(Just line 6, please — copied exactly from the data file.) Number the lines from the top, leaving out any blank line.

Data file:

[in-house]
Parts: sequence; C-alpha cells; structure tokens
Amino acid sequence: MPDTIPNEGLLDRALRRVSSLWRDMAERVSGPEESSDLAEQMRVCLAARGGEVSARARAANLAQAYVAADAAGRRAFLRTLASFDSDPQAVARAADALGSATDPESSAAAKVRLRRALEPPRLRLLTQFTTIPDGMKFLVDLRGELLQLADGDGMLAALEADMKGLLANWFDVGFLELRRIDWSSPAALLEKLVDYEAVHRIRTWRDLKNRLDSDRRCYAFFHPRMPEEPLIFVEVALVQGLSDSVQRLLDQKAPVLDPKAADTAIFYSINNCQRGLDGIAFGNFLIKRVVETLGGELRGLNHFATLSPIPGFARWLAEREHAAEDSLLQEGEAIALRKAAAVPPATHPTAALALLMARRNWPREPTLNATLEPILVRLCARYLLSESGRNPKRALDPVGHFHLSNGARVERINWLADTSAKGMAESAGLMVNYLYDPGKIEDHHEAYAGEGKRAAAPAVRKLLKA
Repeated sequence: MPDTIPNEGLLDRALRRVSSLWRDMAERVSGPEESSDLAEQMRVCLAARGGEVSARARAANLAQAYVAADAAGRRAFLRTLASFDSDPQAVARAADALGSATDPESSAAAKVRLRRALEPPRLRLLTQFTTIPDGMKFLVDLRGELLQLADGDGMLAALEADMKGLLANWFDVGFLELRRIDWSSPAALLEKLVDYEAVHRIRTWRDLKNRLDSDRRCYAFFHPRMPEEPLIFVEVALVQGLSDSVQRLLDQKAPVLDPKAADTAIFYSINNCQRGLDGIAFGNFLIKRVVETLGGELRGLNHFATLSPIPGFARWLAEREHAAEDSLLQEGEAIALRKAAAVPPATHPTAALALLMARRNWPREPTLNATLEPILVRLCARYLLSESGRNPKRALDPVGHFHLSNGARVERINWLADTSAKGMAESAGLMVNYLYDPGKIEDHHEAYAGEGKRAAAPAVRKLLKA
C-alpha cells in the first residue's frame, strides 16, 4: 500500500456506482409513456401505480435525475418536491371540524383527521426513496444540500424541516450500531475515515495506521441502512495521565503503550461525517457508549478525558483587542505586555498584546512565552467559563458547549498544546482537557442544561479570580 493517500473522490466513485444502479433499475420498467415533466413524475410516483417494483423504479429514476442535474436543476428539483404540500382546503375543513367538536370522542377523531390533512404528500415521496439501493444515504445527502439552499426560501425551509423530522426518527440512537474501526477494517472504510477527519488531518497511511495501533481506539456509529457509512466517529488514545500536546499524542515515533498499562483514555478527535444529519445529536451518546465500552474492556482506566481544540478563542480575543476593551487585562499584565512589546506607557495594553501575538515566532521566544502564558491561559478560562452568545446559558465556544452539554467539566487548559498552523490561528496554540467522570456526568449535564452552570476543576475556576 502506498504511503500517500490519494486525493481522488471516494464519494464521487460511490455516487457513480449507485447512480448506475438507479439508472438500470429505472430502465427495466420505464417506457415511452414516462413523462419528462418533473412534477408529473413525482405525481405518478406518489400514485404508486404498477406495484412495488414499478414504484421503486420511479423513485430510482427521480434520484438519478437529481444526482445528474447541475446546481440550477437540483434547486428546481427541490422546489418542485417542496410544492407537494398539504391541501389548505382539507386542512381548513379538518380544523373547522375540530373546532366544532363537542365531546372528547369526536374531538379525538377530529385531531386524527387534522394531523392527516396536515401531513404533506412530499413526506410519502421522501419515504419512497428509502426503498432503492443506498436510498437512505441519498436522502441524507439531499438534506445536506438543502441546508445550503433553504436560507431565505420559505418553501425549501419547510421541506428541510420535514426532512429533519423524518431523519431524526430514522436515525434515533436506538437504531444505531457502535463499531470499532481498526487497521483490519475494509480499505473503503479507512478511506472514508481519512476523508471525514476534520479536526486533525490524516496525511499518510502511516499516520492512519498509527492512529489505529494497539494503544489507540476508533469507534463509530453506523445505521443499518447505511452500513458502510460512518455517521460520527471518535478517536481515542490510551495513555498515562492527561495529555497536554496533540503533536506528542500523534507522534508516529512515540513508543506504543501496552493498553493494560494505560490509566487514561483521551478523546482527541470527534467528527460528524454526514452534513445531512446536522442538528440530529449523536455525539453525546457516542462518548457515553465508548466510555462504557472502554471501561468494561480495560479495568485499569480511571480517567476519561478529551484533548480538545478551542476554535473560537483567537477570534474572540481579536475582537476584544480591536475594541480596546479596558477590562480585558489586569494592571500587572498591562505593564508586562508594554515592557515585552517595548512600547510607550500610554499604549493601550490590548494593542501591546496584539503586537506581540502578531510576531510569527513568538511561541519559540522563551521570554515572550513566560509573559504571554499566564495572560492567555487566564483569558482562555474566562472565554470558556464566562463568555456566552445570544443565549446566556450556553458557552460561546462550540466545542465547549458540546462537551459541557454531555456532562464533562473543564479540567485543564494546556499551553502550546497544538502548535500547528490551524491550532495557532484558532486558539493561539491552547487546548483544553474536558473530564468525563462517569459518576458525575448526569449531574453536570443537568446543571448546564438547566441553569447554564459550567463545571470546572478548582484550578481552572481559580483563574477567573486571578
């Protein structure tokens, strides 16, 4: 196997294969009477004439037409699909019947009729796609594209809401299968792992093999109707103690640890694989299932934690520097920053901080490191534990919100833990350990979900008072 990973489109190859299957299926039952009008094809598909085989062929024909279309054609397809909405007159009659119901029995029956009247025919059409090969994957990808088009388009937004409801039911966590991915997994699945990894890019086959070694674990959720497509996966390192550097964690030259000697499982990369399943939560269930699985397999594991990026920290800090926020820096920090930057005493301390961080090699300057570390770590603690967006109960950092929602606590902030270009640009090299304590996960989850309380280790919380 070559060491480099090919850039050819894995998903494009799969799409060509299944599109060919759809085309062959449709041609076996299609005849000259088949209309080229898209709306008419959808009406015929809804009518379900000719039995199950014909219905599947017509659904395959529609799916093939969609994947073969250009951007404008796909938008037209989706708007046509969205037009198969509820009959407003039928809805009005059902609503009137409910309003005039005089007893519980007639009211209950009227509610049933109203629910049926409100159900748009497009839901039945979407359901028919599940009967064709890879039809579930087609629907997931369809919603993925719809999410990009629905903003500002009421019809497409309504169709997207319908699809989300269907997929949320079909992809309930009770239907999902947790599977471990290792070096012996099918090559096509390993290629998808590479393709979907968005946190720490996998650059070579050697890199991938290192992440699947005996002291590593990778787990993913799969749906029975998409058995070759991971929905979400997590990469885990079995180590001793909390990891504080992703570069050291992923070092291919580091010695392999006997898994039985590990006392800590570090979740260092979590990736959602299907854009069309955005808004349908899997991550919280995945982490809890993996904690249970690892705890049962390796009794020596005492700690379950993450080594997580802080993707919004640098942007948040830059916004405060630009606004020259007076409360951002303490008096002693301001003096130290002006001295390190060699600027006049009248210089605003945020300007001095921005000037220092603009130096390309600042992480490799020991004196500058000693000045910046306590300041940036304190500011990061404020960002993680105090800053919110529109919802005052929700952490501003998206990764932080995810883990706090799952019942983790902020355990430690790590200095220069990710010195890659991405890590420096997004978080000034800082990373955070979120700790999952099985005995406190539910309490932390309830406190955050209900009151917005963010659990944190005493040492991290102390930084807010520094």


């Protein structure tokens, strides 16, 4: 196997294969009477004439037409699909019947009729796609594209809401299968792992093999109707103690640890694989299932934690520097920053901080490191534990919100833990350990979900008072 990973489109190859299957299926039952009008094809598909085989062929024909279309054609397809909405007159009659119901029995029956009247025919059409090969994957990808088009388009937004409801039911966590991915997994699945990894890019086959070694674990959720497509996966390192550097964690030259000697499982990369399943939560269930699985397999594991990026920290800090926020820096920090930057005493301390961080090699300057570390770590603690967006109960950092929602606590902030270009640009090299304590996960989850309380280790919380 070559060491480099090919850039050819894995998903494009799969799409060509299944599109060919759809085309062959449709041609076996299609005849000259088949209309080229898209709306008419959808009406015929809804009518379900000719039995199950014909219905599947017509659904395959529609799916093939969609994947073969250009951007404008796909938008037209989706708007046509969205037009198969509820009959407003039928809805009005059902609503009137409910309003005039005089007893519980007639009211209950009227509610049933109203629910049926409100159900748009497009839901039945979407359901028919599940009967064709890879039809579930087609629907997931369809919603993925719809999410990009629905903003500002009421019809497409309504169709997207319908699809989300269907997929949320079909992809309930009770239907999902947790599977471990290792070096012996099918090559096509390993290629998808590479393709979907968005946190720490996998650059070579050697890199991938290192992440699947005996002291590593990778787990993913799969749906029975998409058995070759991971929905979400997590990469885990079995180590001793909390990891504080992703570069050291992923070092291919580091010695392999006997898994039985590990006392800590570090979740260092979590990736959602299907854009069309955005808004349908899997991550919280995945982490809890993996904690249970690892705890049962390796009794020596005492700690379950993450080594997580802080993707919004640098942007948040830059916004405060630009606004020259007076409360951002303490008096002693301001003096130290002006001295390190060699600027006049009248210089605003945020300007001095921005000037220092603009130096390309600042992480490799020991004196500058000693000045910046306590300041940036304190500011990061404020960002993680105090800053919110529109919802005052929700952490501003998206990764932080995810883990706090799952019942983790902020355990430690790590200095220069990710010195890659991405890590420096997004978080000034800082990373955070979120700790999952099985005995406190539910309490932390309830406190955050209900009151917005963010659990944190005493040492991290102390930084807010520094």